Justice for Magdalenes welcomes the publication of the Report of the Commission to Inquire into Child Abuse, 2009: Implementation Plan, and we look forward to witnessing the immediate implementation of the ninety-nine measures outlined therein.

However, we challenge the compartmentalised, two-tiered response by the Irish state towards institutional abuse that results in survivors of Ireland’s Magdalene Laundries, many of them children at the time, once again being ignored.

Specifically we ask that the Minister for Children investigate the plight of children (which we now have mounting evidence that some were as young as 11 years old) who were placed directly into Magdalene Laundries.  Their applications to the “Residential Redress Board” are routinely rejected because “the Applicant had not established that she was resident in an institution covered by the Act or any Order made thereunder.”

“The fact that these children were never committed to a residential institution (e.g., an industrial or reformatory school) is immaterial,” said Justice for Magdalenes spokesperson Mari Steed, whose mother was a Magdalene.  “The fact that a family member signed these children into the ‘care’ of the nuns does not obviate the state’s responsibility for their welfare. These children were and are citizens of the state and they deserved to be cherished.  Yet increasingly we’re discovering they were all but ‘invisibly’ moved between residential institutions and Magdalene Laundries, with little or no record maintained by the religious orders or Departments of Health, Education, Children or Justice,” she added.

Children’s Minister Barry Andrews in his remarks insisted that Irish people no longer show deference towards the Catholic Church. But the government maintains precisely the same deferent attitude towards the religious congregations that operated the nation’s Magdalene Laundries, i.e., the Good Shepherd Sisters, Sisters of Charity, Sisters of Our Lady of Charity of Refuge, and Mercy Sisters. No one has apologised.  No one held accountable. And the core issue is still liability and the State’s evasion of all financial responsibility for institutions they continue to view as “private” and “voluntary.”  This deference is also clear in the government’s dismissal of claims submitted by non-Catholic survivors of such institutions as the Bethany Home.  JFM demands that the Minister for Children introduce amending legislation whereby survivors of Ireland’s Magdalene Laundries, regardless of how they entered such institutions, are provided with redress and reparation for their abusive childhoods, the unpaid labour they performed and the abrogation of their civil and human rights.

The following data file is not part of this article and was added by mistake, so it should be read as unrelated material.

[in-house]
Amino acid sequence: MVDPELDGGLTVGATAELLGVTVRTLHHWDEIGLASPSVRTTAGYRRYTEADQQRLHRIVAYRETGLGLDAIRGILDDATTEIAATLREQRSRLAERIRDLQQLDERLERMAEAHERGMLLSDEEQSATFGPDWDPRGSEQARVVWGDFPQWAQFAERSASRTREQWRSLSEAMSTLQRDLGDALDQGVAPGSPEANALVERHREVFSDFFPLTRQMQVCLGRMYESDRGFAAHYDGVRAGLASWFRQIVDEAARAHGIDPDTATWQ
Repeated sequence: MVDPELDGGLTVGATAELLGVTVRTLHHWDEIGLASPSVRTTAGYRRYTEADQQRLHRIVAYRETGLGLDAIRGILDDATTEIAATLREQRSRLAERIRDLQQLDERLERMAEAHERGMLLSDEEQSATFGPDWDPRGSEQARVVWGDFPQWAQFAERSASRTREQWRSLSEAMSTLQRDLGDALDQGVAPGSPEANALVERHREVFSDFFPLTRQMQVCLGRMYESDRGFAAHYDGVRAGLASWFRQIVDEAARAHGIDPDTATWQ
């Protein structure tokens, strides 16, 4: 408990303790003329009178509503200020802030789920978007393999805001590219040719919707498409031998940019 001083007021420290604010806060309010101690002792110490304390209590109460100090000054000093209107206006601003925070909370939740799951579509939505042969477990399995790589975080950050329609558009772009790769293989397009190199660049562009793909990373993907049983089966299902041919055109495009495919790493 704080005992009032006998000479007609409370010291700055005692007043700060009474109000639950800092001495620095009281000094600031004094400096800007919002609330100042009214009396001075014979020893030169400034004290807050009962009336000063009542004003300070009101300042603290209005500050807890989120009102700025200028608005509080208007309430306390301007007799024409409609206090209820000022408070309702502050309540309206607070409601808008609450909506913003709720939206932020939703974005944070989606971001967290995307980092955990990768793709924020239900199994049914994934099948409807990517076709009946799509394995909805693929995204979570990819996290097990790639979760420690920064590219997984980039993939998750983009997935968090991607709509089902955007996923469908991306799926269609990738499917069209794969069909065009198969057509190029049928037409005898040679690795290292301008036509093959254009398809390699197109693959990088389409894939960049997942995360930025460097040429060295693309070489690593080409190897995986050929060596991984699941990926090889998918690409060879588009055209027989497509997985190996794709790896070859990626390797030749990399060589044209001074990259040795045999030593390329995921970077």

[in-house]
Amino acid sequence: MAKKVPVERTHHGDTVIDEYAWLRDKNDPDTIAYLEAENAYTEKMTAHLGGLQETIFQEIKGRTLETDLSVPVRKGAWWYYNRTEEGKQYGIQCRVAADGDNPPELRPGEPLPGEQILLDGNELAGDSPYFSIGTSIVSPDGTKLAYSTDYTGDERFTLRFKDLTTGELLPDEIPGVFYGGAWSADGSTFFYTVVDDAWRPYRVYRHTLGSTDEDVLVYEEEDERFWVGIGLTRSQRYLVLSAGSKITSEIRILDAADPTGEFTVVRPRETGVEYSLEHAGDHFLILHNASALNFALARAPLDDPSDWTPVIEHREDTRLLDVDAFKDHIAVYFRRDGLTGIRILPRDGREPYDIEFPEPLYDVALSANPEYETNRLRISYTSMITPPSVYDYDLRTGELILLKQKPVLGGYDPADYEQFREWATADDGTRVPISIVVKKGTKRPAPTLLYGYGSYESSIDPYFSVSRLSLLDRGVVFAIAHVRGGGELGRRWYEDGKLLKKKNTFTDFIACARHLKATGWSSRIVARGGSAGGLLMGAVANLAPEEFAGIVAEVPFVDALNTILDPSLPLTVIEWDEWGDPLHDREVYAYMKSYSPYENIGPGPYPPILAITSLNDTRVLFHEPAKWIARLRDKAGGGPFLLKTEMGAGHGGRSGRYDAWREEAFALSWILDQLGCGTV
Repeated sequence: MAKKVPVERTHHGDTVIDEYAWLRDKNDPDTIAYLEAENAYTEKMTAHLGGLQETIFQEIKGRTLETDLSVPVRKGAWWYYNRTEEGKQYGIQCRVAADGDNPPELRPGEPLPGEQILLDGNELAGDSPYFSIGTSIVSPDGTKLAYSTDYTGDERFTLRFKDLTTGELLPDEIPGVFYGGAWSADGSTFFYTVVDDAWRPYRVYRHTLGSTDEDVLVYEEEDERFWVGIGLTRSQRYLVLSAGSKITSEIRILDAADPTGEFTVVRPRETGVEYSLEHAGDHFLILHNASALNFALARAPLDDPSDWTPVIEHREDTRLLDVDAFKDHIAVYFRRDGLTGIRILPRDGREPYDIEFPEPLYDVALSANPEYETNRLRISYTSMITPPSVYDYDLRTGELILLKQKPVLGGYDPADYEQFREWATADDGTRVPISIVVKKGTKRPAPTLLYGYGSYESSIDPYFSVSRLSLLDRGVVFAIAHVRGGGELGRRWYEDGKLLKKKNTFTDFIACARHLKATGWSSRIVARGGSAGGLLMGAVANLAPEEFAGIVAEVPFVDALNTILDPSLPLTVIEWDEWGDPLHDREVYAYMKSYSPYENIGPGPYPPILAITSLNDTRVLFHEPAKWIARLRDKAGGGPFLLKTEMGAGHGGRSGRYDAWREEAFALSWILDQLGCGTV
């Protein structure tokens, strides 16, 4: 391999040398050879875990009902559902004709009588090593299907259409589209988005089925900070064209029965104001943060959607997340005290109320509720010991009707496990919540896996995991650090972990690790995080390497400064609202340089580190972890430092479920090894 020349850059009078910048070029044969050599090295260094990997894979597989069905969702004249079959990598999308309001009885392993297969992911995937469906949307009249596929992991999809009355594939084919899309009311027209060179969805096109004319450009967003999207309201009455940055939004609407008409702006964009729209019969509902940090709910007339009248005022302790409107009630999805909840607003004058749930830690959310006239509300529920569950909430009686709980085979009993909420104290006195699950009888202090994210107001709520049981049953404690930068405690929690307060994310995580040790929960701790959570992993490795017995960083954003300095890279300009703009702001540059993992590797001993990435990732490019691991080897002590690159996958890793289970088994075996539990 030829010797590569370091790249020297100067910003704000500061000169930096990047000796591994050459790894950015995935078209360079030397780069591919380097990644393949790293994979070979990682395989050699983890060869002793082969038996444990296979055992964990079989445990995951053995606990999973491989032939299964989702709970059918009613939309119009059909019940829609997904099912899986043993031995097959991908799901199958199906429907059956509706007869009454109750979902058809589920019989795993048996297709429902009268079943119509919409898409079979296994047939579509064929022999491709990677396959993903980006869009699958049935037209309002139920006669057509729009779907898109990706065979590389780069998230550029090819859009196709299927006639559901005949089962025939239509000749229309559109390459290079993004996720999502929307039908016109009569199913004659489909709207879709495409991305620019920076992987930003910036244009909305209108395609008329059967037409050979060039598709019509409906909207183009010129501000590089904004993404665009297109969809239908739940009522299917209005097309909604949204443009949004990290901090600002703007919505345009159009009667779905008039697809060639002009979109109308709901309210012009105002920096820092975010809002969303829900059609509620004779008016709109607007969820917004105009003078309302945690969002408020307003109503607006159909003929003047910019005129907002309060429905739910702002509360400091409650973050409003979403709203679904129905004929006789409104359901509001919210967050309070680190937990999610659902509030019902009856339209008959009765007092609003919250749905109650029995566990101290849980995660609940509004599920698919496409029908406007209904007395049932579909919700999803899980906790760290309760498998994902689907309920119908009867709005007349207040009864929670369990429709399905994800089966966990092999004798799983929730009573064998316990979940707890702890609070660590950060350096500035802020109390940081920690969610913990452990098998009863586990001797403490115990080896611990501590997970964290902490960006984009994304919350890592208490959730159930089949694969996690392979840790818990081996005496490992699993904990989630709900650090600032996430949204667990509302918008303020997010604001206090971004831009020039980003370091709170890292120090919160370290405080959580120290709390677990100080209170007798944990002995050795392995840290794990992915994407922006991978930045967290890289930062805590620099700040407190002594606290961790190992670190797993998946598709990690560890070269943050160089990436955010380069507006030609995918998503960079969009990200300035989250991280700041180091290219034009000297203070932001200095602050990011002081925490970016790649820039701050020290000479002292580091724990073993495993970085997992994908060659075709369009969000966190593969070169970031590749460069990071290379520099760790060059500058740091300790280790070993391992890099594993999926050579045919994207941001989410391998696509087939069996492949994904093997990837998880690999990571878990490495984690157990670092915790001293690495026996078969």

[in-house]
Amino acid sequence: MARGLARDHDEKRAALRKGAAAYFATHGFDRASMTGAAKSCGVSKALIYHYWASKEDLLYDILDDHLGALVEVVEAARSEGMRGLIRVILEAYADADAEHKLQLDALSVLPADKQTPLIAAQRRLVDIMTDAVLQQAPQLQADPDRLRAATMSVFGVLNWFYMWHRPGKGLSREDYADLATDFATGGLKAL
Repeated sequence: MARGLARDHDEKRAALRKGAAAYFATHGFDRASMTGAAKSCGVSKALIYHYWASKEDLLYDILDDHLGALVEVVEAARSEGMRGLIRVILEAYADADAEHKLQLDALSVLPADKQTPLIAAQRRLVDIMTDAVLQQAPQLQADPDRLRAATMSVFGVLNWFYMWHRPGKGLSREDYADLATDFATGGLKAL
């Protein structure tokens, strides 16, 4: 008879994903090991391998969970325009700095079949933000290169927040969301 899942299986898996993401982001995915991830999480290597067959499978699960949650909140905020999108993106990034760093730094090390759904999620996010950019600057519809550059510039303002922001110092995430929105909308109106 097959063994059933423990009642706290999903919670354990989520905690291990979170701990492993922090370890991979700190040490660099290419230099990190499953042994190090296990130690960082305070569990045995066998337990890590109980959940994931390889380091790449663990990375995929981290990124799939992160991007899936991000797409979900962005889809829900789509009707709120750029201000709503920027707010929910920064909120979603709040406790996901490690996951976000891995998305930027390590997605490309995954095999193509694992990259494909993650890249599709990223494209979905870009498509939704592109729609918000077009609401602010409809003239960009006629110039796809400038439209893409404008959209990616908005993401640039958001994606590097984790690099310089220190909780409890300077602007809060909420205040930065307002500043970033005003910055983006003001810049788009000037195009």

Furthermore, JFM demands that the Minister for Justice introduce legislation for a distinct redress scheme for survivors of Ireland’s Magdalene Laundries as outlined by JFM and submitted to all politicians in Dáil Éireann on July 3 (copy attached).

[END]

Justice for Magdalenes seeks to promote and represent the interests of the Magdalene Women, to respectfully promote equality and seek justice for the women formerly incarcerated in Magdalene Laundries and to seek the establishment / improvements of support/advisory/re-integration services provided for survivors.